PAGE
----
Wednesday, April 22, 2020

Flypaper thoughts another homebody edition

  • My middle son texted me and noted that this has been a great time for people to rediscover hobbies
  • It is actually a time that has reminded me that my whole life is already about hobbies
  • What is fading for me was whatever I ever did that was not a hobby
  • You could say that we have gone pretty seamlessly into stay at home mode
  • I have learned a few things
  • And have wondered a few things while I have been homebound
  • I have been making stock
  • So much easier than figuring out grocery delivery
  • Actual saved vegetable peel stock like they say you should 
  • Never was desperate enough to do it before
  • You know it's pretty good
  • Discovered my husband is quite the sewist
  • He personally made over 100 masks
  • I have been stalking Ravelry looking for patterns
  • Just in case I am issued another lifetime or two
  • To do all that knitting
  • Learned to knit with my left hand to be faster
  • Since I am not sure about that second lifetime issue
  • Really is faster
  • Tell me
  • Why do all crochet patterns call for synthetic yarn?
  • Yarns no knitter would use
  • Same patterns would be so much nicer in natural fiber yarn
  • I have been sewing from my shelves
  • Of course
  • When I was away my niece's boyfriend who is also my son-in-law's nephew
  • Moved my sewing room to a different level of the house
  • On the request of my husband who wants to renovate the basement
  • They figured this out via text when I wasn't pay attention
  • Note to self
  • Have you ever had your entire sewing room, fabric, and supplies 
  • Reorganized by an electrician?
  • He put things in logical l order
  • Colour coded my threads
  • Neatly folded all my fabric by type
  • Really disorienting
  • Going to take time to get things back to where they should be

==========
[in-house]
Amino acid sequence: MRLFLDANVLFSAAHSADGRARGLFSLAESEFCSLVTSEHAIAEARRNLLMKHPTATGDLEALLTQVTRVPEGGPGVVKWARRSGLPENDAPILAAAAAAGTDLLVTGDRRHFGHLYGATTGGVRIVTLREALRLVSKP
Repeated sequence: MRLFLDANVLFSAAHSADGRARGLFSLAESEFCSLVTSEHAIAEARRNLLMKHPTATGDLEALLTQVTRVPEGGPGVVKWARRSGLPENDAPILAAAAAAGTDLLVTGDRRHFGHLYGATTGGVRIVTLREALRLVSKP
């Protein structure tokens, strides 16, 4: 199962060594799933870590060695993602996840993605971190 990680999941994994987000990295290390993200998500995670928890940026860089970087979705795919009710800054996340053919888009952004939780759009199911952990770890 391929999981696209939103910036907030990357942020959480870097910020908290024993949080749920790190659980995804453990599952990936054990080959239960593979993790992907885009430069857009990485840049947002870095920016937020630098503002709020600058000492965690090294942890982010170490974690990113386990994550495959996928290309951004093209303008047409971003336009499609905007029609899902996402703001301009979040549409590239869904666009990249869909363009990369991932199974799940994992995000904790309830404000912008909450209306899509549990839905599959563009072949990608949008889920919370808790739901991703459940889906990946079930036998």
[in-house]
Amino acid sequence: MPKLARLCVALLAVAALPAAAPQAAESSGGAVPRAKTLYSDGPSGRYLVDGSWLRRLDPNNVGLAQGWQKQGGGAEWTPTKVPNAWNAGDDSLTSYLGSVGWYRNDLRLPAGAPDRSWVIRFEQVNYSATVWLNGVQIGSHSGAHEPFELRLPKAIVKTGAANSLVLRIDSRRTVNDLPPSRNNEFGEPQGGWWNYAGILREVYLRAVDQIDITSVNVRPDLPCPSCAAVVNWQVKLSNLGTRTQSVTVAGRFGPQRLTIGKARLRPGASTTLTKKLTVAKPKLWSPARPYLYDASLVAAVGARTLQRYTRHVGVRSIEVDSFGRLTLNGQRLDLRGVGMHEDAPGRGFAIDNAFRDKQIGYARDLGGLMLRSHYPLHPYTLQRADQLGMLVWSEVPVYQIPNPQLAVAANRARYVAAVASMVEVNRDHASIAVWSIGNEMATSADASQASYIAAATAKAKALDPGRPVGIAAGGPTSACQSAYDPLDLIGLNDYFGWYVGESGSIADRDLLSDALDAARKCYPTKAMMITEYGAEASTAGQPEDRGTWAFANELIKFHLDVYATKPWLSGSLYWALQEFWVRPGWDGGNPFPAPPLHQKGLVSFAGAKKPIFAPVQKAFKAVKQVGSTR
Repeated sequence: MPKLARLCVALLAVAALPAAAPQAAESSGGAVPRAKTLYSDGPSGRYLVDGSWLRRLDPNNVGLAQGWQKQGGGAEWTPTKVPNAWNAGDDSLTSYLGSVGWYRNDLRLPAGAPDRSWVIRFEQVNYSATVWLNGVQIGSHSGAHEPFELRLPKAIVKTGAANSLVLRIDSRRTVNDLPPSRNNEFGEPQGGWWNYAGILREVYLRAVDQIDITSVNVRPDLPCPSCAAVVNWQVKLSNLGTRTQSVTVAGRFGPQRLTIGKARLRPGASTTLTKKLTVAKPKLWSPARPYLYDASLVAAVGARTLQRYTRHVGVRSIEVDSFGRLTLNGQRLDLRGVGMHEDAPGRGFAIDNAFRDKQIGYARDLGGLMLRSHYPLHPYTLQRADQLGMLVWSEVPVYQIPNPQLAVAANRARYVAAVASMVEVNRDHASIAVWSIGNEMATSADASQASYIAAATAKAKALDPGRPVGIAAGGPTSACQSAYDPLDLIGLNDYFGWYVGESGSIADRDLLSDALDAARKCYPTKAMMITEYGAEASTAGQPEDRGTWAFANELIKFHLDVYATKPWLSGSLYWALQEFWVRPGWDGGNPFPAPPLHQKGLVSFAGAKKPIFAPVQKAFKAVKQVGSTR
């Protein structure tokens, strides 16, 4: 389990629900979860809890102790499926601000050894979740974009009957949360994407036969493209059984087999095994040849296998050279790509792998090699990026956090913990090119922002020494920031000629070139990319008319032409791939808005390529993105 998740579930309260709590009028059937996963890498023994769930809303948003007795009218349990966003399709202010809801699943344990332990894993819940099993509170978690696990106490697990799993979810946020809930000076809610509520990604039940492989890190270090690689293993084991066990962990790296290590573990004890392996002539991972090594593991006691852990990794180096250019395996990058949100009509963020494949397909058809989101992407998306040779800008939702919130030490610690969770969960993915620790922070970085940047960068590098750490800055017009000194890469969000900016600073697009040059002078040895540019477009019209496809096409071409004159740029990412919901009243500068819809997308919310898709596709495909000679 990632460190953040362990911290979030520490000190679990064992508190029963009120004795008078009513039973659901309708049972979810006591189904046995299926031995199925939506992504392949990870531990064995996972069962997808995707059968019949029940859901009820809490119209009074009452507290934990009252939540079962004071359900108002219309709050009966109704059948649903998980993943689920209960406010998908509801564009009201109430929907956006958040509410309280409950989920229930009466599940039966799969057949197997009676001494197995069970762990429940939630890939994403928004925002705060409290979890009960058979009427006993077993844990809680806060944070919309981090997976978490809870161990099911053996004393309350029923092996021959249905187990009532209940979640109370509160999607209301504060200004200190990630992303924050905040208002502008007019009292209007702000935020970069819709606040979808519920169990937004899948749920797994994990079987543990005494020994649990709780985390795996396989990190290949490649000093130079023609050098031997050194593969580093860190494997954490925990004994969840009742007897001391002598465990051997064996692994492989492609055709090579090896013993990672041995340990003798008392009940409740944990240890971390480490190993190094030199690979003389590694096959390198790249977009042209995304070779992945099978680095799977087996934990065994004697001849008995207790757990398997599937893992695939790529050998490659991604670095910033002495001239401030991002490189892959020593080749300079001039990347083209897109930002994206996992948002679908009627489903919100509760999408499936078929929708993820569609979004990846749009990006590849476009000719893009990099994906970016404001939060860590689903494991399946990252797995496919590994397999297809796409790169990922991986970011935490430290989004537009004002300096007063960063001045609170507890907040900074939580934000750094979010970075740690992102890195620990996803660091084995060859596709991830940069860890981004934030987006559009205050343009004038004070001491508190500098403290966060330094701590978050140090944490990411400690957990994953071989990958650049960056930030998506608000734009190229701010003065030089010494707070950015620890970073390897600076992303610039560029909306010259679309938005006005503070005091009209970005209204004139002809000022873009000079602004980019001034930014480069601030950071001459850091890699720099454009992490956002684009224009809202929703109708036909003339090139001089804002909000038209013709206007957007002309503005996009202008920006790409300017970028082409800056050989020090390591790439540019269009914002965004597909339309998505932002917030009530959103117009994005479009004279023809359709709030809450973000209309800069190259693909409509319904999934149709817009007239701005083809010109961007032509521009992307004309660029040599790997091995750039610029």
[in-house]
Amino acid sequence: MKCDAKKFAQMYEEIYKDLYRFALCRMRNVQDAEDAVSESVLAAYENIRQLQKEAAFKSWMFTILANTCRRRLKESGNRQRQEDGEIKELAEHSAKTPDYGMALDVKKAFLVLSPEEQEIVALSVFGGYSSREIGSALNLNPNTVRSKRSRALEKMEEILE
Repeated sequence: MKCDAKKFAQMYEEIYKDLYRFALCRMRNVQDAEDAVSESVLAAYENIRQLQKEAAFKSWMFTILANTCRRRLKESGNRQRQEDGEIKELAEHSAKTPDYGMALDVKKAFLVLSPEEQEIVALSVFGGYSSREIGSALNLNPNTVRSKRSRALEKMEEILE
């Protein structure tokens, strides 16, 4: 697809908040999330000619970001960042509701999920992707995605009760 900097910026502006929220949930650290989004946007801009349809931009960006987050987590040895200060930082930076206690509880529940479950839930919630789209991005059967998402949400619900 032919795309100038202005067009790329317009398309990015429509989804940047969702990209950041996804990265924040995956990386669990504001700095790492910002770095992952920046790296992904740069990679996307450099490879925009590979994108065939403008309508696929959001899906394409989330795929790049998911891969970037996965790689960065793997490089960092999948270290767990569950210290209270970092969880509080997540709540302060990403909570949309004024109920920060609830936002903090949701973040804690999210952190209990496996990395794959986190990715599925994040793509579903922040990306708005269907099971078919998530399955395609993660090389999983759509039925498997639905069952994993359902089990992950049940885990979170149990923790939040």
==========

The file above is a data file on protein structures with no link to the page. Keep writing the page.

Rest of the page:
• I had everything organized by emotion
  • Things like mending 
  • Out of sight of course
  • The projects I would like make next in the middle of the current project
  • To maximize my distraction
  • Glamorous projects in full view in case I start to be a glamorous person
  • Stuff stuffed in drawers when I am on a roll
  • Too inspired for neatness
  • Vintage patterns bought because I once sewed the originals 30 years ago
  • I had things organized by hope
  • Does this make sense to you?
  • I have many things that I will never use 
  • But I am soothed by the illusion I might
  • Like that metal EAZI welt pocket gadget
  • Been meaning to try that out since I was sewing vintage 
  • When it was current style
  • I have gone out and looked at the buds in the branches
  • And appreciated the swagger of the neighbourhood cats
  • And pleased dogs wondering why they are getting extra walks these days
  • I am finding things in my own house and my own self
  • I didn't know I had
  • Or had forgotten
  • But remembered who I am and where I come from

Saturday, April 18, 2020

Flypaper thoughts: still homebody edition

  • Life is where we left it
  • Still physical distancing
  • So against the grain for a Canadian personality
  • Folks cross the street to avoid being too close
  • I am so sorry we say
  • Don't want to be rude
  • I am sorry they reply
  • We are sorry enough for the whole world
  • Just in case
  • Daisy is on the mend
  • Two more weeks in her upgraded cage rest to a blocked off living room
  • She is OK if she can see me
  • Can you cover me?
  • I ask my husband
  • Just a minute to go get something
  • I'll be quick